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Corporate water sustainability goals are mostly just talk

REUTERS/Adnan Abidi
With drinking water scarce in some parts of the world, corporate sustainability pledges are still lacking follow-through.
By Zoë Schlanger
Published Last updated This article is more than 2 years old.

Corporations in many sectors of industry use a lot of water. In general, industry uses around 20% of the world’s freshwater withdrawals, while in the wealthiest nations, corporate water consumption can be as much as 40% of the total. And according to one March 2019 survey, 64 of 86 (or 75% of) large, multinational companies polled have goals in place to use less.

Yet, when it comes to actually doing something to meet those goals, many companies have thrown up their hands. Almost half of the companies surveyed, or 44%, had no plan in place for how to reach water-savings goals.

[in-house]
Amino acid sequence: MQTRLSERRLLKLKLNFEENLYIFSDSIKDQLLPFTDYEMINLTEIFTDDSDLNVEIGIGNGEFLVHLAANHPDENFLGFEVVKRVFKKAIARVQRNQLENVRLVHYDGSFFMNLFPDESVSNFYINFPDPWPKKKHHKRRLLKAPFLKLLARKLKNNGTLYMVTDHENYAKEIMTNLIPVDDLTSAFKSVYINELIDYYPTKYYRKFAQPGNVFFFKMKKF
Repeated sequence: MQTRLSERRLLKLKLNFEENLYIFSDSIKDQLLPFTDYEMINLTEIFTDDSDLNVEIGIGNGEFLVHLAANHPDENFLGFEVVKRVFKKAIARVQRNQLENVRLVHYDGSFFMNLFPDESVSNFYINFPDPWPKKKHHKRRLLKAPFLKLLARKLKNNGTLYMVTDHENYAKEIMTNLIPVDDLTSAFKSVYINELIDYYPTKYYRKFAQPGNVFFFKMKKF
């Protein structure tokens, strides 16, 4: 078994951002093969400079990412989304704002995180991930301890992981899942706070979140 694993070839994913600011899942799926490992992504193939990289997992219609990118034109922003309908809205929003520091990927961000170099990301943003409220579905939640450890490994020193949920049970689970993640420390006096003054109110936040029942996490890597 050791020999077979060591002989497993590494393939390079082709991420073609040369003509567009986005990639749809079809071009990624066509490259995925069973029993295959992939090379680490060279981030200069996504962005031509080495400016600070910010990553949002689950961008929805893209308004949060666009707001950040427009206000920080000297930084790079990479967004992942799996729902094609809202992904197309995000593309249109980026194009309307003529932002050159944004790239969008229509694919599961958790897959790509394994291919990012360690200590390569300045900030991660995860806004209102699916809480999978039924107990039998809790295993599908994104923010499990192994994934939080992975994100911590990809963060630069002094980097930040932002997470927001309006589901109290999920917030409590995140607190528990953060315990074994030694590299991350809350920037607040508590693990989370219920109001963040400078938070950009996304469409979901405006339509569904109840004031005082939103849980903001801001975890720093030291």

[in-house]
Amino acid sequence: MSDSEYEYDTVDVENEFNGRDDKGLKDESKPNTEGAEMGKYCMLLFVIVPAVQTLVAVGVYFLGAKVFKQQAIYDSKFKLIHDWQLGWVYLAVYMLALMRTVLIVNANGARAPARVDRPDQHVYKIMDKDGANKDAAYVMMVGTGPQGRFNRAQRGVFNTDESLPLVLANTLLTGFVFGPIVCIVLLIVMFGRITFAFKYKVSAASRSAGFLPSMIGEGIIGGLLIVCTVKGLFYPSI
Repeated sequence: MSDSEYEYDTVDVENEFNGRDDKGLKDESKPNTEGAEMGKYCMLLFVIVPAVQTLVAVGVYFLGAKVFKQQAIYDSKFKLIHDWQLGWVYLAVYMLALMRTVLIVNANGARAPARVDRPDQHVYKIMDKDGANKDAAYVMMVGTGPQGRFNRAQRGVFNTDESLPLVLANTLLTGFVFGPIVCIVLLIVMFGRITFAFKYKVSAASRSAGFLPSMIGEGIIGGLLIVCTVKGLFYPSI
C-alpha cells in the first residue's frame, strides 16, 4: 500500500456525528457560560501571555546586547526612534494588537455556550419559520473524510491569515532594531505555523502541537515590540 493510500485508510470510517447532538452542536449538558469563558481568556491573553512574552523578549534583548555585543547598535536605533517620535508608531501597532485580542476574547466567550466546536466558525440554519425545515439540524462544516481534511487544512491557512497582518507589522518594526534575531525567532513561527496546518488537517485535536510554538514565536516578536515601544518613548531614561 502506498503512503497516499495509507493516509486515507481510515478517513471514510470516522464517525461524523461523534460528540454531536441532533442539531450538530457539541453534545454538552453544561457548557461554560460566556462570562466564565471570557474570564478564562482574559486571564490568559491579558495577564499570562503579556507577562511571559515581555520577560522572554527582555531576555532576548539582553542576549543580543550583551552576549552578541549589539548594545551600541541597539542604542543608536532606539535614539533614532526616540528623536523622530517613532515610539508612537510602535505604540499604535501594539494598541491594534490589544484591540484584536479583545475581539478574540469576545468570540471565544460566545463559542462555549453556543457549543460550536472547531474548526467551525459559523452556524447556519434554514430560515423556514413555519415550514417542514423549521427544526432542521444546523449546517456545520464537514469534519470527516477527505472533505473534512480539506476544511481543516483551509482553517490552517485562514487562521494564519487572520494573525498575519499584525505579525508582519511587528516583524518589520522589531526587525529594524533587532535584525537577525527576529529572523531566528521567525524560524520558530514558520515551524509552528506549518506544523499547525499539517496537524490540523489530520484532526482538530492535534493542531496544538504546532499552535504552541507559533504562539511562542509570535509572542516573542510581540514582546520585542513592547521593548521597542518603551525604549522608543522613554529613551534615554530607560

The survey was conducted by Ecolab, a US-based water-and-energy technology firm, and the US-based GreenBiz group, which develops reports on sustainable business practices. All of the 86 companies surveyed had 2018 revenues of at least $1 billion, and spanned the tech, consumer goods, healthcare, and hospitality sectors. Almost 60% of those companies agreed that global water scarcity was becoming a business risk. But that didn’t mean they were doing anything about it.

Freshwater around the world is running out, due to a mix of climate change, population growth, and the resulting over-pumping of groundwater. By 2050, about 5 billion people globally are expected to suffer from water shortages, according to a recent UN report—that’s the equivalent of two-thirds of all people alive on Earth now.

In general, agriculture is a much bigger water user than industry—with use ranging from 40 to 80% of water withdrawals depending on the country. But in a world where freshwater is increasingly a limited resource, and the availability of drinking water for towns and cities is threatened, the industrial sector will have a major role to play in staving off shortages.

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